Blood culture (clinical analyzes)

Content

Introduction

Introduction

Blood culture is a blood test that is not usually requested by the attending physician. It is, in fact, performed in emergency situations, especially in hospitalized people if a "blood infection" caused by bacteria or fungi is suspected. instead a "viral infection is suspected, other types of tests are prescribed."

Under normal conditions, blood is a sterile liquid; Positive blood culture indicates the presence in the blood of an infectious agent, which has managed to pass from the initial point of infection, usually in other body tissues to the blood, and uses it as a transport vehicle to move to other organs of the body. When this happens we speak of invasive infection.

Examples of invasive infections are those involving the heart (endocarditis and pericarditis), infections caused by catheters inserted inside the blood vessels (endovascular catheters), infections inside the abdomen (endoabdominal), infections of the soft tissues.

People undergoing surgery or treatment to reduce the activity of the body's defense system (immunosuppressive therapy) are at increased risk of developing an invasive infection.

A particularly critical consequence of blood infection is sepsis. It occurs when the presence of bacteria or fungi in the blood is accompanied by a generalized inflammatory state of the organism that can very quickly compromise the functioning of many organs (septic shock).

Blood culture should be done as quickly as possible if an ongoing invasive infection is suspected. In the case of sepsis, a condition in which immediate intervention is particularly important, so-called antibiotics are administered while awaiting the results of the blood culture. broad range, i.e. able to act against numerous types of bacteria. Antimicrobial therapy is replaced by more targeted treatment after the identification of the organism responsible for the infection.

The test

The test

The blood sample is taken, after skin disinfection, from a peripheral vein (for example, from the arm) and then inserted into two bottles (about 8-10 milliliters of blood in each) that already contain suitable substances ( culture medium) to the growth of microorganisms. The use of two bottles, which make up a set, constitutes the common procedure for blood culture. The sampling is also performed from at least two different veins and at least one hour apart from each other, both to ensure that the microorganisms present are not due to contamination of the sample, but represent really the cause of the infection, both to increase the probability of discovering microorganisms present in the blood in small quantities or intermittently.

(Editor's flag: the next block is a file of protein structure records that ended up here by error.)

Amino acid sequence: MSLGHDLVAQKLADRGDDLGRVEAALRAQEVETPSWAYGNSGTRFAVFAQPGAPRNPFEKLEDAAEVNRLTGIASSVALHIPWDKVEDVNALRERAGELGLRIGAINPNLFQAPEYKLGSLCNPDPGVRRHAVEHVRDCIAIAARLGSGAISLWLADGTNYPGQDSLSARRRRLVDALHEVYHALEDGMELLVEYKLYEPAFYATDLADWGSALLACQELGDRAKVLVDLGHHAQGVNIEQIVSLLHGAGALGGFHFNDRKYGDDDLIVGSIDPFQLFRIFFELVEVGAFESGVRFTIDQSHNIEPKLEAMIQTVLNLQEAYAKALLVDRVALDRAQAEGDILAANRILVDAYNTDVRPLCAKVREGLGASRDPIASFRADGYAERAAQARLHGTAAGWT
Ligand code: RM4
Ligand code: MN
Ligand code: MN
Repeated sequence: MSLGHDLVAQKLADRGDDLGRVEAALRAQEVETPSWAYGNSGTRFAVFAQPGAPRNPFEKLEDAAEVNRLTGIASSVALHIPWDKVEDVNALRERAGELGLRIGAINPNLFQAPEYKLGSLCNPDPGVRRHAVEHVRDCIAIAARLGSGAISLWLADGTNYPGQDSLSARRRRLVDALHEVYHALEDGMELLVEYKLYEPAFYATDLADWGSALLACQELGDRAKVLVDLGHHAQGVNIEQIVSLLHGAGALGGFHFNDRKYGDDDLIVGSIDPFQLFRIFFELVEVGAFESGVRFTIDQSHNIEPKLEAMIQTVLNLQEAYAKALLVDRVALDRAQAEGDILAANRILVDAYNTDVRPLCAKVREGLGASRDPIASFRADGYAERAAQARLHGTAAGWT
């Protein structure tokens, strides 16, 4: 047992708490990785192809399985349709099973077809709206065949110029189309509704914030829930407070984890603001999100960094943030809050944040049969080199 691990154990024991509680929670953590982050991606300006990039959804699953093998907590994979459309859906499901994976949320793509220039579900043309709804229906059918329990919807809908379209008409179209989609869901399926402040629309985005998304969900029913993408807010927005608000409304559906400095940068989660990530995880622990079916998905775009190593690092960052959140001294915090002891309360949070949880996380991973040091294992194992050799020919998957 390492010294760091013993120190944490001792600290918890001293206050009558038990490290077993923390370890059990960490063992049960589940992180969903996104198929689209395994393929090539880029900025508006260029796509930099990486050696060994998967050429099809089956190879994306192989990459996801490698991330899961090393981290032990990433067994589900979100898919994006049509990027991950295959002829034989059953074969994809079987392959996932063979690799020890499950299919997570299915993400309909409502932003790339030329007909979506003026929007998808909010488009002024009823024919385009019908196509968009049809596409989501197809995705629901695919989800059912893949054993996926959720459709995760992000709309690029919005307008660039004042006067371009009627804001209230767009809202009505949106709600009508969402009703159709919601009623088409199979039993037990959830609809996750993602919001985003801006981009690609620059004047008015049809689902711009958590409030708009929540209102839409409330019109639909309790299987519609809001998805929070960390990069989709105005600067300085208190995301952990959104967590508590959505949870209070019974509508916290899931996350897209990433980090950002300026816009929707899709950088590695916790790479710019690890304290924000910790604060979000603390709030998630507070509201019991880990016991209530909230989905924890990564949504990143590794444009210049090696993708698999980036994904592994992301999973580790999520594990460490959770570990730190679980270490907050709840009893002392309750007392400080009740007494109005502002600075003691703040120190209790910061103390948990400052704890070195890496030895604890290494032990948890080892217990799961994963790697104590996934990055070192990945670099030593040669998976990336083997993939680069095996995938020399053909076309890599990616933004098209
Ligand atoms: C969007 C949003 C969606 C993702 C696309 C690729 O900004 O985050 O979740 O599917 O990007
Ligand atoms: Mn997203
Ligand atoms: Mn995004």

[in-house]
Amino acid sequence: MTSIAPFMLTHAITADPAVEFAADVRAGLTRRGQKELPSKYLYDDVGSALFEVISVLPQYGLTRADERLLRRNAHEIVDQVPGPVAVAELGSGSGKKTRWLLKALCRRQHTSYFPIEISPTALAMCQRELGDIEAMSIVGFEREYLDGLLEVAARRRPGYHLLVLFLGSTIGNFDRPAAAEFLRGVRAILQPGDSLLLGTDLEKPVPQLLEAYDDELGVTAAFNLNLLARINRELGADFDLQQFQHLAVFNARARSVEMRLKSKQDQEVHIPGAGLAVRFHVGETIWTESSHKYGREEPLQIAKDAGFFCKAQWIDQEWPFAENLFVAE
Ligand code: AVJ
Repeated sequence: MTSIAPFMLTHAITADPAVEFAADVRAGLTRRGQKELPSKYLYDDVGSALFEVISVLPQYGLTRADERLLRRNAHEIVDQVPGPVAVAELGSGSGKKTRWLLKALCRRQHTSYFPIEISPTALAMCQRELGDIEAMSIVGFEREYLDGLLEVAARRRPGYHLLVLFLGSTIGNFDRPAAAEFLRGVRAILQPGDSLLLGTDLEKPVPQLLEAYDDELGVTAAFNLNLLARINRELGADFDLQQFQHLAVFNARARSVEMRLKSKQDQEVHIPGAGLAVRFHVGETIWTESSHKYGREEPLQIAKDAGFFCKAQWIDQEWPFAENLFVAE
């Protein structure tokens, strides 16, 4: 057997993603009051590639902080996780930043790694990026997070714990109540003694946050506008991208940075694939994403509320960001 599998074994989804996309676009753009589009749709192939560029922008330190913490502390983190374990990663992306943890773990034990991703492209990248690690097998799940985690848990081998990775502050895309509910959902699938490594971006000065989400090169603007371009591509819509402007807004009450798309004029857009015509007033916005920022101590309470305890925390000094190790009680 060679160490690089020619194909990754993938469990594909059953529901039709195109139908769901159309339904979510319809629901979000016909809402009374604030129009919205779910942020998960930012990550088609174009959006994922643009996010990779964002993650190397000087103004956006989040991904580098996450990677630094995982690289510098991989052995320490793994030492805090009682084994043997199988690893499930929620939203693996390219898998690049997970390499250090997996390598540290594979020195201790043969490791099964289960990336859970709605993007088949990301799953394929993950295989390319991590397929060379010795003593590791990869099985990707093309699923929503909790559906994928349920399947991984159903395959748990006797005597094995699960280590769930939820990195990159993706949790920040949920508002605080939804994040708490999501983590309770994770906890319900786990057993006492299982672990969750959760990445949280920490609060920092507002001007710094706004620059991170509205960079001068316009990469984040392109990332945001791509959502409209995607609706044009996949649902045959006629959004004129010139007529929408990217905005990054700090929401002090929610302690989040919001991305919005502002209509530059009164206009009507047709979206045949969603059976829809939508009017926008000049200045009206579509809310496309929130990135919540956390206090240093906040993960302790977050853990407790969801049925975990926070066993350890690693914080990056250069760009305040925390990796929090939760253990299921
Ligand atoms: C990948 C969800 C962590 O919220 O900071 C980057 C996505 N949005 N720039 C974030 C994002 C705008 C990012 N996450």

In infants and young children, the amount of blood drawn is less and adequate for their body weight. Furthermore, it is sufficient to carry out a single sample since often the number of bacteria present is high.

Together with blood culture, in general, the doctor requires other specific tests to evaluate the general health of the person and the complete blood count, to check for any increase in white blood cells (leukocytes), indicative of the presence of an infection.

The bottles containing the blood are then placed in incubators which guarantee the right temperatures and conditions to favor the growth of any microorganisms present.

The results

The results

The reliability of the blood culture result depends on many factors including, mainly, the speed of execution, the method of skin disinfection before taking the sample, the accuracy of the sample, the quantity of blood drawn, the speed of arrival. of the answer.

Many laboratories have introduced fully automated commercial systems, with continuous blood culture monitoring, to allow faster and better identification of microorganisms. In this way the test results can be quickly communicated to the physician who can then prescribe the targeted therapy.

If the blood culture indicates the presence of the same bacteria or yeast in two or more sets of samples it is very likely that the person being tested has a blood infection caused by those microorganisms. A positive result for only one set of two samples could be due to microorganisms present on the skin at the time of collection. In this case, the doctor must evaluate the overall health of the person, understand if the detected bacteria or fungi are compatible with the present ailments, possibly requesting additional tests.

Once the microorganism responsible for the infection has been identified, a sensitivity test to antibiotics is performed in order to identify the most effective ones to be used in the treatment.

If all blood culture sets are negative (often reported as "no growth") even after a few days, then the likelihood of an "infection caused by bacteria or fungi is low. Confirming a negative result can take several days. This is because some types of bacteria or fungi grow slowly, especially if they are present in small quantities.

Bibliography

Bibliography

Critical Patient Infections Working Group. Infections of the bloodstream. XXXVII AMCLI National Congress. Stresa, 5-8 October 2008. Revision: September 2014

Public Health England (PHE). Research with blood culture (for microorganisms other than Mycobacterium species). Standards Unit, Microbiology Services. 2014

Sara Campagna. Blood culture. InFad Dossier: information from the scientific literature for good nursing practice. 2007; 2

Editor'S Choice 2022

Expiration of drugs

Expiration of drugs

The expiration date of a drug is the date by which it can be used. It is indicated on the outer box and on the container of the medicine; usually, there are 2 digits to indicate the month and 4 digits for the year mm-yyyy (for example, 09-2018 for

!-- GDPR -->